His father communicated in a few short letters, received at home and read aloud by Jiro’s mother after studying for one year at some flying school, subsequently becoming a military pilot, and starting to fly as part of the air squadron deployed at Okinawa, over the the vastness of the ocean, defending Japan’s southern borders. However, after that, his letters suddenly stopped coming. For this reason, Jiro’s mother and grandmother were completely unaware of what was happening with him and whether he was still alive. They did not even know if he was alive, or where and how he was serving in the war.
Jiro lived in Hiroshima, relatively close to the centre, about one-third of a ri from it. It was late autumn in 1944. Only the colourfulness of the mountaintops and adjacent hills, covered with fully stocked woods, with their golden-purple-red, orange-purple with violet-blue play of colours, made it obvious that it was autumn. In the lowlands, it was still like summer: everything around was living and green. Depending on its species, the dense greenery of the trees differed only by the shades of colours. That said, autumn also made itself known by its dry climate and bright sunny days. There was no sign of the moist stuffy heat, caused by the long summer warm rains.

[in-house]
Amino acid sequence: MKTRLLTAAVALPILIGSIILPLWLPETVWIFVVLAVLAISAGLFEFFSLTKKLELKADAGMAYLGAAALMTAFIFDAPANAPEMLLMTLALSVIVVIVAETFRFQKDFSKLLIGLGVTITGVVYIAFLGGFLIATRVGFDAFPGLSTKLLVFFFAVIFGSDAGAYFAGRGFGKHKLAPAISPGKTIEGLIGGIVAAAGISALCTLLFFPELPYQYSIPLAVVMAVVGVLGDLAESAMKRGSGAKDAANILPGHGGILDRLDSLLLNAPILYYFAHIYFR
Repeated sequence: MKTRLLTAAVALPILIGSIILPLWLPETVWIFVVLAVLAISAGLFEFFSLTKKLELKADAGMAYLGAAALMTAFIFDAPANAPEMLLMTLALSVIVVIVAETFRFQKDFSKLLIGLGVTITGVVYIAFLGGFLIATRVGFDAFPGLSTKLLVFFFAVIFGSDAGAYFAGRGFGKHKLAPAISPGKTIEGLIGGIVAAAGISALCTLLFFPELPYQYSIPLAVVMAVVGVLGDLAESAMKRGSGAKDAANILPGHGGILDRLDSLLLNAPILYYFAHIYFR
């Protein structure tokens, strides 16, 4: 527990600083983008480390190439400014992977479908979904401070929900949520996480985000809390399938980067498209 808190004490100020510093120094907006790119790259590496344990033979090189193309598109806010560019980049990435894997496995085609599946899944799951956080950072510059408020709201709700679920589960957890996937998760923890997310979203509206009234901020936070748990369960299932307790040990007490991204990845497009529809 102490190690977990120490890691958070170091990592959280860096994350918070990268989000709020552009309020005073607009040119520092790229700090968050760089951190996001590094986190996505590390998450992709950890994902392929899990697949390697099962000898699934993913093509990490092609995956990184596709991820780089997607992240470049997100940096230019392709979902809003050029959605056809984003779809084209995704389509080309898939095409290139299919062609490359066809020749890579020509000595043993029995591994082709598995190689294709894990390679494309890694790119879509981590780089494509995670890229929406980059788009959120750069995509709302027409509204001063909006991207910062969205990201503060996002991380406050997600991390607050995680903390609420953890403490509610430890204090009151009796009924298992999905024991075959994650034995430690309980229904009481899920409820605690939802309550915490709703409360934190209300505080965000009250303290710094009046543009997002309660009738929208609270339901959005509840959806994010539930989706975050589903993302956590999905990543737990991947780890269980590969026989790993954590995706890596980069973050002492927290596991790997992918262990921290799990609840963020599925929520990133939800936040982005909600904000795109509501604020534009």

…Jiro always nervously recalled two unforgettable conversations he had with his father just before he was called up for military service. He clearly remembered when his father had beautifully painted on a sheet of white paper, showing his son skis, ski poles, and a running and jumping skier. He had methodically explained what a ski track and ski-jump were with the help of some pre-prepared drawings. In order to permanently imprint the image and information Jiro had just received, the father read him something about skiing from newspaper and magazine articles, which he had chosen and carefully preserved for many years. He also showed him several photos of skiers, carefully cut out of old newspapers.
Therefore, when he got the chance, Jiro would replay his father’s words of advice in his mind again and again: